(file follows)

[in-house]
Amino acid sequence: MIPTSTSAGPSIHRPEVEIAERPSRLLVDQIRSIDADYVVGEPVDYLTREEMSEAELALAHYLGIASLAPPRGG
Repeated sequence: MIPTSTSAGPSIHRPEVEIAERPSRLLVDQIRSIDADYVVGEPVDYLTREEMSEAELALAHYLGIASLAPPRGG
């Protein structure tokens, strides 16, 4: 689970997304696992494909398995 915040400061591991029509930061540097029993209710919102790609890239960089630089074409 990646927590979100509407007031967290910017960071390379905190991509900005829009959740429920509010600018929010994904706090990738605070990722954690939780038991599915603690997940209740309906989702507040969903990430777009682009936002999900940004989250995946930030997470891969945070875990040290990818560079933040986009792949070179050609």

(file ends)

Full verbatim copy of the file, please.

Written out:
[in-house]
Amino acid sequence: MIPTSTSAGPSIHRPEVEIAERPSRLLVDQIRSIDADYVVGEPVDYLTREEMSEAELALAHYLGIASLAPPRGG
Repeated sequence: MIPTSTSAGPSIHRPEVEIAERPSRLLVDQIRSIDADYVVGEPVDYLTREEMSEAELALAHYLGIASLAPPRGG
């Protein structure tokens, strides 16, 4: 689970997304696992494909398995 915040400061591991029509930061540097029993209710919102790609890239960089630089074409 990646927590979100509407007031967290910017960071390379905190991509900005829009959740429920509010600018929010994904706090990738605070990722954690939780038991599915603690997940209740309906989702507040969903990430777009682009936002999900940004989250995946930030997470891969945070875990040290990818560079933040986009792949070179050609």